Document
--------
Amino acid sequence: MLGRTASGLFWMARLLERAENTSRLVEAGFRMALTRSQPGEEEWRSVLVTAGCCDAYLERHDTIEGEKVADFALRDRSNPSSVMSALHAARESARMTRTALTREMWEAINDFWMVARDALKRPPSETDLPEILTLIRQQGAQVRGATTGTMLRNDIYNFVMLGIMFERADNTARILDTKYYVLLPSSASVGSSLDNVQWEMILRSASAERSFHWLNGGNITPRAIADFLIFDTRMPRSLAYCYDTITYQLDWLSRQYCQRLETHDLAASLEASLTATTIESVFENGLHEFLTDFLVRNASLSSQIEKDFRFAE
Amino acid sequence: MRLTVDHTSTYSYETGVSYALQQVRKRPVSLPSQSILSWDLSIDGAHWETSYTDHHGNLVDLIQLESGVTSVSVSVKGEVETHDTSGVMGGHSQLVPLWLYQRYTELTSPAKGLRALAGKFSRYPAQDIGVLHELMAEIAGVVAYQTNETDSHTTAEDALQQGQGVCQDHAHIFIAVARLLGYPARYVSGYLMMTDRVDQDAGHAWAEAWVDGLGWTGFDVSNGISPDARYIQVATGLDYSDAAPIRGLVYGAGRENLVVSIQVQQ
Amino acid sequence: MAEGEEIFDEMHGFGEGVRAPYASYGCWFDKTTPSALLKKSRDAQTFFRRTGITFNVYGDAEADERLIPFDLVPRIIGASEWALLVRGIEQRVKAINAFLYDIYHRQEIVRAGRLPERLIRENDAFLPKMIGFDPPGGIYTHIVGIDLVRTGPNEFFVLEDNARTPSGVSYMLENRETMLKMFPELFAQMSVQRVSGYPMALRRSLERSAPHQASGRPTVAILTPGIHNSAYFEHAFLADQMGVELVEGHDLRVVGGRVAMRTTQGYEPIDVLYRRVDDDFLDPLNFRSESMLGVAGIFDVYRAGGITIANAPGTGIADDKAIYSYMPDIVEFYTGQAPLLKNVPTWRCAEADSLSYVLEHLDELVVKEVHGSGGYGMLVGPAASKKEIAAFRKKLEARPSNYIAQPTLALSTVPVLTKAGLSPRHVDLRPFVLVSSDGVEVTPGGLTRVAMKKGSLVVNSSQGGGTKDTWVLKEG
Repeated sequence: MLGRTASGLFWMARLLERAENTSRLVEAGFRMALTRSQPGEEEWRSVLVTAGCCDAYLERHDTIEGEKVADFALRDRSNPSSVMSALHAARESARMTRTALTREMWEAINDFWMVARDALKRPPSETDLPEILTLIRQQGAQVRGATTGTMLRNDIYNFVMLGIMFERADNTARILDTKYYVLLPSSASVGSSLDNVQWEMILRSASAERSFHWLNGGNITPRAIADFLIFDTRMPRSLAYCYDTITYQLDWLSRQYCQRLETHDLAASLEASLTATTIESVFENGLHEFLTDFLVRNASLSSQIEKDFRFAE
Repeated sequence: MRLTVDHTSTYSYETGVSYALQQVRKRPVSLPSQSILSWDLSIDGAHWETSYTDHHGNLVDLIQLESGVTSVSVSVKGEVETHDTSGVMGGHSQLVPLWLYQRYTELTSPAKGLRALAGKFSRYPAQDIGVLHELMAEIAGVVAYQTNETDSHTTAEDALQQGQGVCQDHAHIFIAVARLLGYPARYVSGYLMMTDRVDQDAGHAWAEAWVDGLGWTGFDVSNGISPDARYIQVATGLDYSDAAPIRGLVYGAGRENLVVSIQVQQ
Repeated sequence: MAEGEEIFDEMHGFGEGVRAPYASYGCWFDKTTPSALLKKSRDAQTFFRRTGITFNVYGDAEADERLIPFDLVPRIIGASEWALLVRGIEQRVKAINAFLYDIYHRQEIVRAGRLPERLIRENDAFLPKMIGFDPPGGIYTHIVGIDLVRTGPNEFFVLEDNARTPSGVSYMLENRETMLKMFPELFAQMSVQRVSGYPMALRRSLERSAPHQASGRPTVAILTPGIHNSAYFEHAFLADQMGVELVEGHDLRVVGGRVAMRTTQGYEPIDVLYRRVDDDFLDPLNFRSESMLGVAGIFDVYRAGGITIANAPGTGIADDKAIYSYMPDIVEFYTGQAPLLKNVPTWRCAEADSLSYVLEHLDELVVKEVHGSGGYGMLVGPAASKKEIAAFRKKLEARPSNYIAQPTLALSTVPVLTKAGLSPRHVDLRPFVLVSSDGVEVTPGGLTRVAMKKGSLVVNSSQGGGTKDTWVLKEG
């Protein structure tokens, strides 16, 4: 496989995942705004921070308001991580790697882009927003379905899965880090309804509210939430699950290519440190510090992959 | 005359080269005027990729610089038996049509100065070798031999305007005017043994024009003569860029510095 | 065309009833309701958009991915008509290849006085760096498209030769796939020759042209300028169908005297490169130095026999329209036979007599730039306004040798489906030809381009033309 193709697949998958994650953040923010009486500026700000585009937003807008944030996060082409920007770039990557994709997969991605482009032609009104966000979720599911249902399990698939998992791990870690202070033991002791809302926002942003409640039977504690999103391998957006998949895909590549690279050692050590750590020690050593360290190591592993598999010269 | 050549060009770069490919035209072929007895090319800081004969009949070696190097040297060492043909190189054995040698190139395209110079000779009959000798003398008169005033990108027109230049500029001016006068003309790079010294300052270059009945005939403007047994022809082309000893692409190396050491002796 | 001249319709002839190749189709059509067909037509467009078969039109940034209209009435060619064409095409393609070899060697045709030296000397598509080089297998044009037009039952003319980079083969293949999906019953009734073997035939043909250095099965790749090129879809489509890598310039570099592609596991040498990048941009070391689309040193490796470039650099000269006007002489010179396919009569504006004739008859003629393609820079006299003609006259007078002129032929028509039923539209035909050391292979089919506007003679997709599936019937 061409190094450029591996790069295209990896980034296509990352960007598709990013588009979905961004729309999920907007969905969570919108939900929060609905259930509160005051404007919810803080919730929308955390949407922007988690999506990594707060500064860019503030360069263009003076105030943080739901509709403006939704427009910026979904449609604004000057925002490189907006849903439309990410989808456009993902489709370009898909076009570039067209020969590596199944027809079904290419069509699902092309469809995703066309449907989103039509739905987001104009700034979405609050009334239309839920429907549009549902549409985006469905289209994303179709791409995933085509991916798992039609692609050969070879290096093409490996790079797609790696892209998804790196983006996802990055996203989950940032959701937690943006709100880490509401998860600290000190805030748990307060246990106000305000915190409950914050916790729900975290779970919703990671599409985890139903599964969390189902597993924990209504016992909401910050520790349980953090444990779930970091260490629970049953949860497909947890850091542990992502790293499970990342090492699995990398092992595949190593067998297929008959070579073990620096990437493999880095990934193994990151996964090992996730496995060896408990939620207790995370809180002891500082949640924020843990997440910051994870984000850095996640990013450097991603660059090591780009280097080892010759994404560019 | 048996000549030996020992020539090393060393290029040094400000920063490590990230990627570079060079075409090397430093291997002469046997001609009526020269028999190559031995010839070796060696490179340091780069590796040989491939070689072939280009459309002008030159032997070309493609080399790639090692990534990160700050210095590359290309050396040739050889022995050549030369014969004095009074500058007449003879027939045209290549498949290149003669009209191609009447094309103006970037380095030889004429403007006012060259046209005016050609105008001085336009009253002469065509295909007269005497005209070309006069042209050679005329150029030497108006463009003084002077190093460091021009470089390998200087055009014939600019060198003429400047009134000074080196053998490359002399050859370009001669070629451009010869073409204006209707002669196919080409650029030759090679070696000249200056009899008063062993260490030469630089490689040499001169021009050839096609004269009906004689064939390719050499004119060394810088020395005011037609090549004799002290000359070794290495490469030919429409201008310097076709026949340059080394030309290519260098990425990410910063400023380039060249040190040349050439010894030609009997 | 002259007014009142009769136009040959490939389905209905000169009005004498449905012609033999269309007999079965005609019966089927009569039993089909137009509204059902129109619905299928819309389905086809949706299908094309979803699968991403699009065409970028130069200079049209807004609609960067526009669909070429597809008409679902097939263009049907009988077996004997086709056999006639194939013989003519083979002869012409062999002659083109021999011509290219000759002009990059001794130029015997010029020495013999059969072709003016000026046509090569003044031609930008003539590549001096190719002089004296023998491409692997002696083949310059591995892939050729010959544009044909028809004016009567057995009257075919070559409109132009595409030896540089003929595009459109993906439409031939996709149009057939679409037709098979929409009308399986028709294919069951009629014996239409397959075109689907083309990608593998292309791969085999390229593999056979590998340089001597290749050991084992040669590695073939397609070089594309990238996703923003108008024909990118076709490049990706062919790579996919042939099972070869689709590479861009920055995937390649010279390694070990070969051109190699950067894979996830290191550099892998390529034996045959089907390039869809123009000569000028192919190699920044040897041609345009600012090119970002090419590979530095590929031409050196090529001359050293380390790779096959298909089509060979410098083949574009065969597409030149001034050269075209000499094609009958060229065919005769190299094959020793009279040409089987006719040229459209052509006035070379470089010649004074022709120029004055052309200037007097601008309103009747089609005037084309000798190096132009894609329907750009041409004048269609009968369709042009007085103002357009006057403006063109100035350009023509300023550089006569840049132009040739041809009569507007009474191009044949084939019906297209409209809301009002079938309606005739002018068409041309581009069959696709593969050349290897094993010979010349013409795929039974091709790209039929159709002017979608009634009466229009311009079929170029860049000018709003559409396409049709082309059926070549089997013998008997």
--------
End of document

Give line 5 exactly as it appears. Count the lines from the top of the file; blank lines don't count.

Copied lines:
Repeated sequence: MRLTVDHTSTYSYETGVSYALQQVRKRPVSLPSQSILSWDLSIDGAHWETSYTDHHGNLVDLIQLESGVTSVSVSVKGEVETHDTSGVMGGHSQLVPLWLYQRYTELTSPAKGLRALAGKFSRYPAQDIGVLHELMAEIAGVVAYQTNETDSHTTAEDALQQGQGVCQDHAHIFIAVARLLGYPARYVSGYLMMTDRVDQDAGHAWAEAWVDGLGWTGFDVSNGISPDARYIQVATGLDYSDAAPIRGLVYGAGRENLVVSIQVQQ